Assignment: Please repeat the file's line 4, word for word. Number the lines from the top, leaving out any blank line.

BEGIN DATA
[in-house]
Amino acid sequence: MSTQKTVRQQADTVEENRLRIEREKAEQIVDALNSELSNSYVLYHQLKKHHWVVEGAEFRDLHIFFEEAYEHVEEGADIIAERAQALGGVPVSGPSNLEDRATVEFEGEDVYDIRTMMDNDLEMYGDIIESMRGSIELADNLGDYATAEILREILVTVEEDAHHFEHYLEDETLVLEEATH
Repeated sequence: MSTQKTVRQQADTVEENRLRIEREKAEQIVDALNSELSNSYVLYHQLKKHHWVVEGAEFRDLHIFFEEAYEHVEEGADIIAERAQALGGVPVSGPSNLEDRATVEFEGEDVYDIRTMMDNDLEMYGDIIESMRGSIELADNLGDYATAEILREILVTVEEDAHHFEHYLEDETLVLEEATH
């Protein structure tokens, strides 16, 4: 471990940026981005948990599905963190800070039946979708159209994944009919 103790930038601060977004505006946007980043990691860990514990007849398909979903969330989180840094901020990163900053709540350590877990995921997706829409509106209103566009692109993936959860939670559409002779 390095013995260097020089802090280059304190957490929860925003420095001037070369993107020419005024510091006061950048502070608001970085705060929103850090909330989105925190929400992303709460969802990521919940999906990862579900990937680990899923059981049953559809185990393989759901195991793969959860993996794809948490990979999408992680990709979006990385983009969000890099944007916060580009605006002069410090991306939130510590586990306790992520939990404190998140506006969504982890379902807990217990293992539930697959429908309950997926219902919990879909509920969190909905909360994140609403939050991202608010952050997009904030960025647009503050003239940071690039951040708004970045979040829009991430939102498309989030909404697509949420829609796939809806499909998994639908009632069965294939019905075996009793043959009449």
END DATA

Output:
């Protein structure tokens, strides 16, 4: 471990940026981005948990599905963190800070039946979708159209994944009919 103790930038601060977004505006946007980043990691860990514990007849398909979903969330989180840094901020990163900053709540350590877990995921997706829409509106209103566009692109993936959860939670559409002779 390095013995260097020089802090280059304190957490929860925003420095001037070369993107020419005024510091006061950048502070608001970085705060929103850090909330989105925190929400992303709460969802990521919940999906990862579900990937680990899923059981049953559809185990393989759901195991793969959860993996794809948490990979999408992680990709979006990385983009969000890099944007916060580009605006002069410090991306939130510590586990306790992520939990404190998140506006969504982890379902807990217990293992539930697959429908309950997926219902919990879909509920969190909905909360994140609403939050991202608010952050997009904030960025647009503050003239940071690039951040708004970045979040829009991430939102498309989030909404697509949420829609796939809806499909998994639908009632069965294939019905075996009793043959009449």